Atrophic gastritis (also known as Type A or Type B Gastritis more specifically) is a process of chronic inflammation of the stomach mucous membrane (mucosa), leading to loss of gastric glandular cells and their eventual replacement by intestinal and fibrous tissues. As a result, the stomach's secretion of essential substances such as hydrochloric acid, pepsin, and intrinsic factor is impaired, leading to digestive problems. The most common are vitamin B12 deficiency which results in a megaloblastic anemia and malabsorption of iron, leading to iron deficiency anaemia. It can be caused by persistent infection with Helicobacter pylori, or can be autoimmune in origin. Those with the autoimmune version of atrophic gastritis are statistically more likely to develop gastric carcinoma, Hashimoto's thyroiditis, and achlorhydria.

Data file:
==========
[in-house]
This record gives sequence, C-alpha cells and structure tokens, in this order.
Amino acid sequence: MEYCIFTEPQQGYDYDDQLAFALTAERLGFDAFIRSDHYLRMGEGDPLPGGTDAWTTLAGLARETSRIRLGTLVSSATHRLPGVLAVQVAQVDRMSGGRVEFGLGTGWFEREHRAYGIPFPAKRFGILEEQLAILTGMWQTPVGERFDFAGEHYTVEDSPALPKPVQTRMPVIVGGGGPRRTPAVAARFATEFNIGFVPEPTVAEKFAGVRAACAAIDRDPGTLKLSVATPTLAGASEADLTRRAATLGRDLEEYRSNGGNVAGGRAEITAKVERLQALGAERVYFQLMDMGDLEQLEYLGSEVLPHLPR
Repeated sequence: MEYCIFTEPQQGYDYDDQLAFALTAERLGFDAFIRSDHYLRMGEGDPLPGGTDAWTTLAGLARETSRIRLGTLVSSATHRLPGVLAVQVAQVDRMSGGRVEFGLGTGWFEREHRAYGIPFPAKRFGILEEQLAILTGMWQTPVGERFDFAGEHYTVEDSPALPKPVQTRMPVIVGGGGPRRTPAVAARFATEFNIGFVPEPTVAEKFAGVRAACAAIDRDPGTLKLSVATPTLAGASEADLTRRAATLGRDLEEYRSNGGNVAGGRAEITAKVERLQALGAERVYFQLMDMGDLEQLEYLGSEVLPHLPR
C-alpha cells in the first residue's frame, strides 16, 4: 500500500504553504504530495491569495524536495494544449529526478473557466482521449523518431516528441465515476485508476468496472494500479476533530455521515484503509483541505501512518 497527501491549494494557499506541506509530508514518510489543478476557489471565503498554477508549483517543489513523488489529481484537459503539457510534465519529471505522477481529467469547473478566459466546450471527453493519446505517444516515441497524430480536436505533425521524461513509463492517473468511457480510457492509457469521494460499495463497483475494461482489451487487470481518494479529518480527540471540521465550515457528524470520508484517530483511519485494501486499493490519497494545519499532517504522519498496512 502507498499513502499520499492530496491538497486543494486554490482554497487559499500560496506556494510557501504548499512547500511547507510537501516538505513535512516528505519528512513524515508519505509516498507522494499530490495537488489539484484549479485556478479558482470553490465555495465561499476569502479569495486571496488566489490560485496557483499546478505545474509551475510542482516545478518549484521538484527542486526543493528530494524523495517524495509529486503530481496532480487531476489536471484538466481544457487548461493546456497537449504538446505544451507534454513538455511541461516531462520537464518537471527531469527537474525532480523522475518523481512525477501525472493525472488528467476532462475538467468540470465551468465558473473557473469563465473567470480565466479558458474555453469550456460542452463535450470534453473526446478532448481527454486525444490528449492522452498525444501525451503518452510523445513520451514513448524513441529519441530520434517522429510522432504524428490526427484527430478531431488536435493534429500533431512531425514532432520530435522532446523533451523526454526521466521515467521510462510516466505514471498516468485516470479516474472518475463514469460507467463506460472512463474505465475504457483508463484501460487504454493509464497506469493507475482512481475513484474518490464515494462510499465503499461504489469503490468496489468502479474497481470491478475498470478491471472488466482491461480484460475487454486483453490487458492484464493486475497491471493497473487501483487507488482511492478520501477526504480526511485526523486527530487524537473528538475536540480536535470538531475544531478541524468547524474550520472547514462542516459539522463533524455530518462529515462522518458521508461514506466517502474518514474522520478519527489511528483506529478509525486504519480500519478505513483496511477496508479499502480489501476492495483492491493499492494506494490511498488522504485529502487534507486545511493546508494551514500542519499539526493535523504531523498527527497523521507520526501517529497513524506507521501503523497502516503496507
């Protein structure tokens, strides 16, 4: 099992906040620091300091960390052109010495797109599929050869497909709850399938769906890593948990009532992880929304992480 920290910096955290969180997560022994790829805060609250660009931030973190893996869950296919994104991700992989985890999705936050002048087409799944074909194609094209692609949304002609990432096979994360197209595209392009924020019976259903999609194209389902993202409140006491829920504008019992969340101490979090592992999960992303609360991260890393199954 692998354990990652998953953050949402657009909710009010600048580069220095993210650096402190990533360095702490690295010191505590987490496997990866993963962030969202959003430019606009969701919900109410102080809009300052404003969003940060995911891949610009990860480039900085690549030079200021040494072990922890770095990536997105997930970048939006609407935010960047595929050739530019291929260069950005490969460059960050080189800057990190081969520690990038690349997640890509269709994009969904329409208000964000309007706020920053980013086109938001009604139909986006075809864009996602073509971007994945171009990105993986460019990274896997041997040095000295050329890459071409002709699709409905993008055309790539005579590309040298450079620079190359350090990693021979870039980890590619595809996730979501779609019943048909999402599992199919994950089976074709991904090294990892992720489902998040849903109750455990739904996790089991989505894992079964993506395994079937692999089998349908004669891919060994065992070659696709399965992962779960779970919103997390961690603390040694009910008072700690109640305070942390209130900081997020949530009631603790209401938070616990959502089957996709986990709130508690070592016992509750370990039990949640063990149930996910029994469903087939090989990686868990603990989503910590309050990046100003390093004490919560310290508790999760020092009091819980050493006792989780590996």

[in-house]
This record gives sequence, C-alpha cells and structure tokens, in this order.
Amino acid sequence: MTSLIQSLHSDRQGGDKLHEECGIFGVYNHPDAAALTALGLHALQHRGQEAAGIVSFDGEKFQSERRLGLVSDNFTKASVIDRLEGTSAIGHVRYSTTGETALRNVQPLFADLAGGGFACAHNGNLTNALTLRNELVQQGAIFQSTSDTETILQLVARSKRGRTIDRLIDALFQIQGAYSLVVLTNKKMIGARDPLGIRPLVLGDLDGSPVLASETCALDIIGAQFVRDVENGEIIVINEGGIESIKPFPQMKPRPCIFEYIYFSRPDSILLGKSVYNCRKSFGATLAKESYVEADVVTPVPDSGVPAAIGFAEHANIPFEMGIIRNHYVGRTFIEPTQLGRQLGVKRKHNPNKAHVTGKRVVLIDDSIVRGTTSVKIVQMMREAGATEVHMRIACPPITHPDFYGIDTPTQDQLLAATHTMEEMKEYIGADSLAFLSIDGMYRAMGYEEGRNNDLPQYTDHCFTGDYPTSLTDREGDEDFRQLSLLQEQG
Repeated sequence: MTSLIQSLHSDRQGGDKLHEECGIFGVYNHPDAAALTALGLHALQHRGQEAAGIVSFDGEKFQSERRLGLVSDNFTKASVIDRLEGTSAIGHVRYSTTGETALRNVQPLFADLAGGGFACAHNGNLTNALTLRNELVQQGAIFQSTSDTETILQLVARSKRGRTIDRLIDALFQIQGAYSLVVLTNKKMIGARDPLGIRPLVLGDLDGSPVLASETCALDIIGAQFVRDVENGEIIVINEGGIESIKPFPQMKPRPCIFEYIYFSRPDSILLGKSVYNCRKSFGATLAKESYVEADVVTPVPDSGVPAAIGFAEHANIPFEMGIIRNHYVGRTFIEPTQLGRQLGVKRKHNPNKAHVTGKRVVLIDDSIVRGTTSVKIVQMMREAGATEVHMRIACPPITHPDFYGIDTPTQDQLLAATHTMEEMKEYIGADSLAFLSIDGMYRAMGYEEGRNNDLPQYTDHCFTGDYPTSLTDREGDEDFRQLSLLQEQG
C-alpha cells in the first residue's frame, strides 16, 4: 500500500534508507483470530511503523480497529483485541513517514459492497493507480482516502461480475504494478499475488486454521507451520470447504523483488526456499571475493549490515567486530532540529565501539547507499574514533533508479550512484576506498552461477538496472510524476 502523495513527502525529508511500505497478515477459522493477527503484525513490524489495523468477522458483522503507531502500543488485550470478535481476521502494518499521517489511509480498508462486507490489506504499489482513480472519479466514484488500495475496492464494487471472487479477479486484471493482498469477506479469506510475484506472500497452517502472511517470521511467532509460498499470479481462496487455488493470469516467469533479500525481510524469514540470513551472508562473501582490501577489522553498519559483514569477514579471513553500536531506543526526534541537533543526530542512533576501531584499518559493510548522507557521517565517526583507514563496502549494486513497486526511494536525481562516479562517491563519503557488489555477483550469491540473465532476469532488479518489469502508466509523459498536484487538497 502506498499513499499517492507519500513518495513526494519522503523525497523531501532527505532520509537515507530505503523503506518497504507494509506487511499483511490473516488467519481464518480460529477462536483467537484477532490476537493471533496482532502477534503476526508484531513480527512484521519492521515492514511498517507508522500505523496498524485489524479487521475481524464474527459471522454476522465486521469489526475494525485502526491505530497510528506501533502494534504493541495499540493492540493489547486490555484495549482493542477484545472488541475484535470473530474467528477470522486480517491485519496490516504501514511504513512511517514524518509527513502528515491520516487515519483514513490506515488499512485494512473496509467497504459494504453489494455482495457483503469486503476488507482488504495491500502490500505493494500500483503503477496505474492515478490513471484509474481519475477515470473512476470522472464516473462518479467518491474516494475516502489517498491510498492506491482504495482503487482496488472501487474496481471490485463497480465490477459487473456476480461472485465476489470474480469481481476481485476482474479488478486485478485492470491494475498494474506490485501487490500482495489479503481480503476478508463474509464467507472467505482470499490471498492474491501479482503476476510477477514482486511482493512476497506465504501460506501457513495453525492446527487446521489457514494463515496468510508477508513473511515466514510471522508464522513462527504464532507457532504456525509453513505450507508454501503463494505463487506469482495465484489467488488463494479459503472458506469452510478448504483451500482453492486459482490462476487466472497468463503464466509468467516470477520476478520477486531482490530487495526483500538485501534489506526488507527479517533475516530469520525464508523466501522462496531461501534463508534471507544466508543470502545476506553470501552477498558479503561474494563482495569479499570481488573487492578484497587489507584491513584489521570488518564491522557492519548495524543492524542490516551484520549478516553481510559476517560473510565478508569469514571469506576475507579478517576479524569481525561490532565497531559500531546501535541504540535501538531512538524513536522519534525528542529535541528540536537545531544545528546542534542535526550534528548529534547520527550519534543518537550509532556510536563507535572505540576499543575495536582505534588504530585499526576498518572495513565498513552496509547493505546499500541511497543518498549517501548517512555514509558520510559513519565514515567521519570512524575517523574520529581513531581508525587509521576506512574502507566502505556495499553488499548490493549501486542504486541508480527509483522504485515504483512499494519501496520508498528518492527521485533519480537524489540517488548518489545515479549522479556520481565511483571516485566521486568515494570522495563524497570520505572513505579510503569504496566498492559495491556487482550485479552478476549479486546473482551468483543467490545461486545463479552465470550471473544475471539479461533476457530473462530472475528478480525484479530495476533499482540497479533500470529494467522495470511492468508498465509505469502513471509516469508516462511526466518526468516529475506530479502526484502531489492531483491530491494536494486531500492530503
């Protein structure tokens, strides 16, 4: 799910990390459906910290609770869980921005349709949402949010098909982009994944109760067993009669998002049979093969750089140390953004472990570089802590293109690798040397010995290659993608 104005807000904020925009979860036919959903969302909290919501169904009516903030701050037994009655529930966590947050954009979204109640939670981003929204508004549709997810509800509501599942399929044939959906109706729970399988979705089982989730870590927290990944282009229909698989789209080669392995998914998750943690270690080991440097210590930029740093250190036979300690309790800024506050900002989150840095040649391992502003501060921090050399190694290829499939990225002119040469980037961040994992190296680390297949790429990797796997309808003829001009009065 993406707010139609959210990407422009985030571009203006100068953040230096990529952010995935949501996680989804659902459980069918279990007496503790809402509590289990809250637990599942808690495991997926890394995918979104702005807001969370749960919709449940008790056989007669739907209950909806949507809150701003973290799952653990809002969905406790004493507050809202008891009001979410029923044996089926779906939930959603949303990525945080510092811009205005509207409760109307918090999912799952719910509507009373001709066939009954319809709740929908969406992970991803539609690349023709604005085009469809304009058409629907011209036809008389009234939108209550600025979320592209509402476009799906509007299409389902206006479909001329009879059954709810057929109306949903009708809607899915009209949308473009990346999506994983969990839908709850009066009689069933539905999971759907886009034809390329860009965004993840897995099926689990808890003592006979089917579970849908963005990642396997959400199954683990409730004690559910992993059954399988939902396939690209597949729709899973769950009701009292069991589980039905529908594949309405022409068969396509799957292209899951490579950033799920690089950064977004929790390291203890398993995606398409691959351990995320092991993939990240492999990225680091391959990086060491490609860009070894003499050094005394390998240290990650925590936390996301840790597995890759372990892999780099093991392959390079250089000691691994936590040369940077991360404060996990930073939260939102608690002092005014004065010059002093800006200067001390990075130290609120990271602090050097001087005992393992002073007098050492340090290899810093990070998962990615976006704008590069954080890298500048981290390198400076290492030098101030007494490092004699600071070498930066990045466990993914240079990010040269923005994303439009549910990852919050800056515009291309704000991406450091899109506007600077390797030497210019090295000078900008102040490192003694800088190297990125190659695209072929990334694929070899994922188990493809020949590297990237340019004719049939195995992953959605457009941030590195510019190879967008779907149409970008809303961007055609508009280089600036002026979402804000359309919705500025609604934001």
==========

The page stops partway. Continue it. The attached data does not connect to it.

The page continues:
Type A gastritis primarily affects the body/fundus of the stomach, and is more common with pernicious anemia.
Type B gastritis primarily affects the antrum, and is more common with H. pylori infection.